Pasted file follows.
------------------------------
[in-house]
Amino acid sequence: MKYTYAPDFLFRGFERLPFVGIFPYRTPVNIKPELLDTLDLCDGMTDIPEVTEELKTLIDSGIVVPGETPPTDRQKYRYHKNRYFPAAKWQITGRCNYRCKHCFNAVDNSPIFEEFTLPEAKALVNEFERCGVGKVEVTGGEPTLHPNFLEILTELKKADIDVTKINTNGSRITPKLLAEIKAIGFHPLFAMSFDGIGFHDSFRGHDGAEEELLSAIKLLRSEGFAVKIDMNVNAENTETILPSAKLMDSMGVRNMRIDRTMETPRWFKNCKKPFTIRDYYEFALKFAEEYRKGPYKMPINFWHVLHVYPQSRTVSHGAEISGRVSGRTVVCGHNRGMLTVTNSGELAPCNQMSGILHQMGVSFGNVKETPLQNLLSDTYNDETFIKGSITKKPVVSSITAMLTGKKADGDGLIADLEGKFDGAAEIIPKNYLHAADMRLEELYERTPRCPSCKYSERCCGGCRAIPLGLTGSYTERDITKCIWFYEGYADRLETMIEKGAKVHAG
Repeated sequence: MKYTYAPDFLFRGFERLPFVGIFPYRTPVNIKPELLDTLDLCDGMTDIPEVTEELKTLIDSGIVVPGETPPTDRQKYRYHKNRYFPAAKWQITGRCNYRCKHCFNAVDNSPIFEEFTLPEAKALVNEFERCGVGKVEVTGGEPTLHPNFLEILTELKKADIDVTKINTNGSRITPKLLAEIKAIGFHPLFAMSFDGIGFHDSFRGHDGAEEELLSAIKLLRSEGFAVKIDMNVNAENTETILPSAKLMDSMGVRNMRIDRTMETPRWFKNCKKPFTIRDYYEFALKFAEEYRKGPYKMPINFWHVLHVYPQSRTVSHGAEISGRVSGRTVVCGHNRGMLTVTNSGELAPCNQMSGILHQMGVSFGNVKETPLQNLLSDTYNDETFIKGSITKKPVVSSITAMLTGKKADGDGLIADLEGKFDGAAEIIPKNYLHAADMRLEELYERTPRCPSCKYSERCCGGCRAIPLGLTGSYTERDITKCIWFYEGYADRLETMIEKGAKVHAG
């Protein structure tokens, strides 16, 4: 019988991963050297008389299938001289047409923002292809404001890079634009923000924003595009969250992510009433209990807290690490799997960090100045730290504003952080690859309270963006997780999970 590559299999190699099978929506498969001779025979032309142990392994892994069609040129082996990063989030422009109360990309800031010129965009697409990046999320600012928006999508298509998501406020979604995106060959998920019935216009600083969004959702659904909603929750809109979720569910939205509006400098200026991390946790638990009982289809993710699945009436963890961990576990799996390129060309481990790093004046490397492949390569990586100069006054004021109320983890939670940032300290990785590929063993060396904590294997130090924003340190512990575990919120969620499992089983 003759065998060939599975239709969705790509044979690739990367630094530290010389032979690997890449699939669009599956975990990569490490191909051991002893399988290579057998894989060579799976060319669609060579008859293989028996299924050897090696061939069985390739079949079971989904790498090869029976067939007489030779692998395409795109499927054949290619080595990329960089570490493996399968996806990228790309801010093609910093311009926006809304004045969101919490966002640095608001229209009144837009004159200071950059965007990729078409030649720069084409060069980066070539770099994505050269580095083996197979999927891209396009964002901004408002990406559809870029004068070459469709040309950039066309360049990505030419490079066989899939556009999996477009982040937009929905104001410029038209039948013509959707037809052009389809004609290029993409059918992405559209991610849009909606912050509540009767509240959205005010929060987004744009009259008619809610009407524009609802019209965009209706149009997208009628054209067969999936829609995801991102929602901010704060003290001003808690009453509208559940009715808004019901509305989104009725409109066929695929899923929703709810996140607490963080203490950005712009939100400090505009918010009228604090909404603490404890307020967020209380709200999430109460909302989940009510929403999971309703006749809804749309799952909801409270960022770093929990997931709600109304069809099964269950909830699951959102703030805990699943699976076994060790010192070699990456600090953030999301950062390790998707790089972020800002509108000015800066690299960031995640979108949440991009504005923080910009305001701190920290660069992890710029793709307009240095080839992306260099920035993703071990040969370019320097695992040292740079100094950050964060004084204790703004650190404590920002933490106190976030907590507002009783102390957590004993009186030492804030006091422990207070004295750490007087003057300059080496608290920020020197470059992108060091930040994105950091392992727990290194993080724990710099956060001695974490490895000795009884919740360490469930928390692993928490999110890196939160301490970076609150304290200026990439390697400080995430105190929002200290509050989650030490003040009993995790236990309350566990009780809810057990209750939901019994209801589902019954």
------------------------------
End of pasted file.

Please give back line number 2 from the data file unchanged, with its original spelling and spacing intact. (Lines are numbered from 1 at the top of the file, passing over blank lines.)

Amino acid sequence: MKYTYAPDFLFRGFERLPFVGIFPYRTPVNIKPELLDTLDLCDGMTDIPEVTEELKTLIDSGIVVPGETPPTDRQKYRYHKNRYFPAAKWQITGRCNYRCKHCFNAVDNSPIFEEFTLPEAKALVNEFERCGVGKVEVTGGEPTLHPNFLEILTELKKADIDVTKINTNGSRITPKLLAEIKAIGFHPLFAMSFDGIGFHDSFRGHDGAEEELLSAIKLLRSEGFAVKIDMNVNAENTETILPSAKLMDSMGVRNMRIDRTMETPRWFKNCKKPFTIRDYYEFALKFAEEYRKGPYKMPINFWHVLHVYPQSRTVSHGAEISGRVSGRTVVCGHNRGMLTVTNSGELAPCNQMSGILHQMGVSFGNVKETPLQNLLSDTYNDETFIKGSITKKPVVSSITAMLTGKKADGDGLIADLEGKFDGAAEIIPKNYLHAADMRLEELYERTPRCPSCKYSERCCGGCRAIPLGLTGSYTERDITKCIWFYEGYADRLETMIEKGAKVHAG